The ongoing plight of public school teachers, brought to national attention by a number of recent teachers strikes, could also remain an important issue throughout the campaign. From the outset, almost all of the Democratic candidates promised to raise teacher salaries and provide more support for public schools. Warren vowed that if elected, she would name a teacher to be secretary of education, a not-so-subtle reference to the current secretary’s lack of experience. Other candidates have recently made similar pledges. Since the nation’s largest teachers unions (the National Education Association and the American Federation of Teachers) have traditionally played a powerful role during presidential elections, candidates’ proposals and promises about teachers matter.  

Several candidates have identified charter schools as a threat to public education, a position that pleases both teachers unions. Sanders has been an outspoken critic of for-profit charters, and New York City Mayor Bill de Blasio wants to end federal funding for all charter schools. But for a candidate like New Jersey Sen. Cory Booker, a longtime supporter of public charter schools and school choice, this issue presents a real challenge. He can’t erase his record as the charter-supporting mayor of Newark, New Jersey, but he must deal with the fact that teachers unions and other charter school opponents have made progress in turning the tide against what was once a powerful force in education.  

Charter schools make for an easy target because most Americans still don’t understand how and why they differ from traditional public schools. Although some parents support charter schools and other variations on the school choice spectrum (especially when their traditional public schools are failing), opponents have effectively kept the conversation focused on two key messages: (1) Charter schools siphon precious resources and good students away from traditional schools, and (2) Charter schools are not being held to the same accountability standards as traditional schools. Both points are largely accurate, so it should surprise no one that these messages have stuck and that some candidates are now using them to win over voters concerned about the future of traditional public schools.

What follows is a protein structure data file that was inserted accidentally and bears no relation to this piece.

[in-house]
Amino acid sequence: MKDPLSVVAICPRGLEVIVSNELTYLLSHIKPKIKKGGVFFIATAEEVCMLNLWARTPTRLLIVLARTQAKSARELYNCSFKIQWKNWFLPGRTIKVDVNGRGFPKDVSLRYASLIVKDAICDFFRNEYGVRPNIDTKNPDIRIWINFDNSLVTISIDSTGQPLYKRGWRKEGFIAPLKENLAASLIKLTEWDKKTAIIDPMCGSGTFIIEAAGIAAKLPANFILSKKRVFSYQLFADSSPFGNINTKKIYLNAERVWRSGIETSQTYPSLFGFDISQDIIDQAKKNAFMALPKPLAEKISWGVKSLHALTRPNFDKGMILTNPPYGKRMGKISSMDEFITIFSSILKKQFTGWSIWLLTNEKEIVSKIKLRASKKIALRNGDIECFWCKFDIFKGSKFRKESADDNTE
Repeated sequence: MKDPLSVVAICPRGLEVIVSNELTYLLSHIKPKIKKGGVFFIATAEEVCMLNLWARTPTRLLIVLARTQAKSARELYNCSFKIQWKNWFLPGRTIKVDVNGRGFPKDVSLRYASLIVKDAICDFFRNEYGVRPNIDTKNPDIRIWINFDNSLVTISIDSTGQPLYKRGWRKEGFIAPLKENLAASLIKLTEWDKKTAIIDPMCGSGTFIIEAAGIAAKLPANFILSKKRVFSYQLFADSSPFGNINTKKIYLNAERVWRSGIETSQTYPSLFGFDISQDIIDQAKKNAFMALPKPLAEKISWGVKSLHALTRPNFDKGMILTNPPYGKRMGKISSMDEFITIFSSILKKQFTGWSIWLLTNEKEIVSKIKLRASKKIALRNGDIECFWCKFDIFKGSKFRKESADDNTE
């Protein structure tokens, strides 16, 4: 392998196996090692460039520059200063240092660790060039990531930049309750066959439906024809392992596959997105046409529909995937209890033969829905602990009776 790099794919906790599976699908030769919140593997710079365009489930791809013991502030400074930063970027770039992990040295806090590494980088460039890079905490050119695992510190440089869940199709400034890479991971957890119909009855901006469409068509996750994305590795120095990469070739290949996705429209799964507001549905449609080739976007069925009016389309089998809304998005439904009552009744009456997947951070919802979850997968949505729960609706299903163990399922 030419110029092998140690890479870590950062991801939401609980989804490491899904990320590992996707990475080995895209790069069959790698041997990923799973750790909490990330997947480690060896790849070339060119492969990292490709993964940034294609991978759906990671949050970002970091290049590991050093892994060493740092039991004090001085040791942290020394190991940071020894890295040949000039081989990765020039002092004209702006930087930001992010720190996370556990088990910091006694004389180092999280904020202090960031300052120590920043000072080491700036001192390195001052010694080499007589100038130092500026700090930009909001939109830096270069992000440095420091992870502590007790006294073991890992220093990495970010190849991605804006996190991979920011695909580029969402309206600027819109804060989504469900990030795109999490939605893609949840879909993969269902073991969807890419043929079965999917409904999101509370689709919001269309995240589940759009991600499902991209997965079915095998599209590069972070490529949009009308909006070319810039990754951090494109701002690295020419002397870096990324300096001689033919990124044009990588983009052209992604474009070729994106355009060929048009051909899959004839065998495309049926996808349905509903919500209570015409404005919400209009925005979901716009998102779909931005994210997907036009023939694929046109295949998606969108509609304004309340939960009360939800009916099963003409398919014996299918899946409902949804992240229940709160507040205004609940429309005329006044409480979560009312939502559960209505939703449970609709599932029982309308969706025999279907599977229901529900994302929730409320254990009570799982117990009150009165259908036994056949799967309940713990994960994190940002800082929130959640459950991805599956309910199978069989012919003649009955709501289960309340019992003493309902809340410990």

Equity in education  

And finally, we come to the issue of school segregation. During the June primary debates, California Sen. Kamala Harris had a breakout moment when she put former Vice President Joe Biden on the defensive by challenging him on his past opposition to forced busing as a means of desegregating schools. When Harris explained that as a child, she had benefited from busing, Biden tied himself in knots trying to explain his position.  

In Biden’s defense, our country’s locally controlled education system, with its complicated layers of authority and state-specific characteristics, makes it hard for even a skilled political leader to stake out clear ground on this issue. Harris demonstrated her savvy as a prosecutor by seizing the moment to demonstrate her personal connection to the civil rights movement and the ongoing struggle for educational equity. She didn’t attempt to wonk her way through the many arguments about whether busing was a good or bad policy. Instead, she spoke passionately from the heart and made a simple and crystal-clear point: In her view, busing was a very good thing.   

In the days after the debate, several pundits argued that if the candidates try to relitigate decisions made in the 1970s, that will only divert attention from today’s education challenges. But while forced busing may not be an agenda item for 2020, the larger topic of equity in education — including matters related to school segregation, resources, and property tax–based school funding formulas — most likely will remain in the spotlight. 

It’s hard to imagine any of the candidates having another “Kamala Harris moment” while talking about funding formulas, testing, and the rehabilitation of older school buildings. But I expect that educational equity will be a winning issue for any candidate who can at least speak clearly and directly about education issues that matter to voters.     

MARIA FERGUSON ( is executive director of the Center on Education Policy at George Washington University, Washington, D.C.